Obesity is an independent risk factor for the development and progression of chronic kidney disease (CKD). We conducted a systematic review to assess the benefits of intentional weight loss in obese subjects with altered glomerular filtration rate (GFR), proteinuria or albuminuria. MEDLINE, EMBASE and CENTRAL databases were searched for articles reporting longitudinal data on the effect of weight loss on renal parameters in obese patients with altered kidney function. Thirty-one (2013 subjects) were included. In the 13 studies where weight loss was achieved by bariatric surgery, body mass index (BMI) significantly decreased in all studies; GFR decreased in six studies on hyperfiltration patients and increased in one study on patients with CKD Stage 3-4. Albuminuria decreased in six studies and proteinuria decreased in five studies. In six studies, weight loss was achieved by antiobesity agents: BMI decreased in all studies; GFR decreased in four studies and albuminuria in three. Eleven studies analysed the effects of diet, alone or in combination with lifestyle modifications. A significant decrease in BMI was reported in all studies; GFR increased in two studies, remained stable in four studies and decreased in two studies on hyperfiltration patients. Albuminuria decreased in six studies and remained stable in one study. Proteinuria decreased in five studies. In obese patients with altered renal function, weight loss, particularly if achieved by surgical interventions, improves proteinuria, albuminuria and normalizes GFR. Larger, long-term studies are needed to analyse the durability of this improvement and the effects on renal outcomes, such as CKD progression and the development of ESKD.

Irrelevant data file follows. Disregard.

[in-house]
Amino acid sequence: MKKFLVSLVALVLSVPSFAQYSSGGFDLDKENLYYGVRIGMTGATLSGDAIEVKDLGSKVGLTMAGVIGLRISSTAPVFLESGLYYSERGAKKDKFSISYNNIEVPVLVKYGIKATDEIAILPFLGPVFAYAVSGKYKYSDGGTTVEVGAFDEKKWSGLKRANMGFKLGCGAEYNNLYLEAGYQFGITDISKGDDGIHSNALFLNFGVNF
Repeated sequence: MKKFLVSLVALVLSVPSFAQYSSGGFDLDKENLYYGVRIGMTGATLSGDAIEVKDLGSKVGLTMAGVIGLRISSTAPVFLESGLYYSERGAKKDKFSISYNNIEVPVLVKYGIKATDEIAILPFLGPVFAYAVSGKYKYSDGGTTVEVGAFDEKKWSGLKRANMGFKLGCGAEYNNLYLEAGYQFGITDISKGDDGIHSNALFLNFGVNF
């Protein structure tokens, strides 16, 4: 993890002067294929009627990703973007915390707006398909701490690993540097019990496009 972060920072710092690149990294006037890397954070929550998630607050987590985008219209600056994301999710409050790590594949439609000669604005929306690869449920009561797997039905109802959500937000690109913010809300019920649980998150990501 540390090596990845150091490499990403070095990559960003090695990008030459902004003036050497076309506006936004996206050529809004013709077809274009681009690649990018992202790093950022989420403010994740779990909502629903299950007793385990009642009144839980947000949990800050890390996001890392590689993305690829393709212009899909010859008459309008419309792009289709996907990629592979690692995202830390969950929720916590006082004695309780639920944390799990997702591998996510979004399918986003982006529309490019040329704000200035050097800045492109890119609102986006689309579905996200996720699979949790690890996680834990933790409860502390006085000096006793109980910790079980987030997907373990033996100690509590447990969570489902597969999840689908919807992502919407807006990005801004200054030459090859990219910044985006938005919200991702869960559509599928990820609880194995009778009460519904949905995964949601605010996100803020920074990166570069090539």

Keywords: albuminuria; antiobesity agents; bariatric surgery; chronic kidney disease; diet; glomerular filtration rate; obesity; proteinuria; weight loss.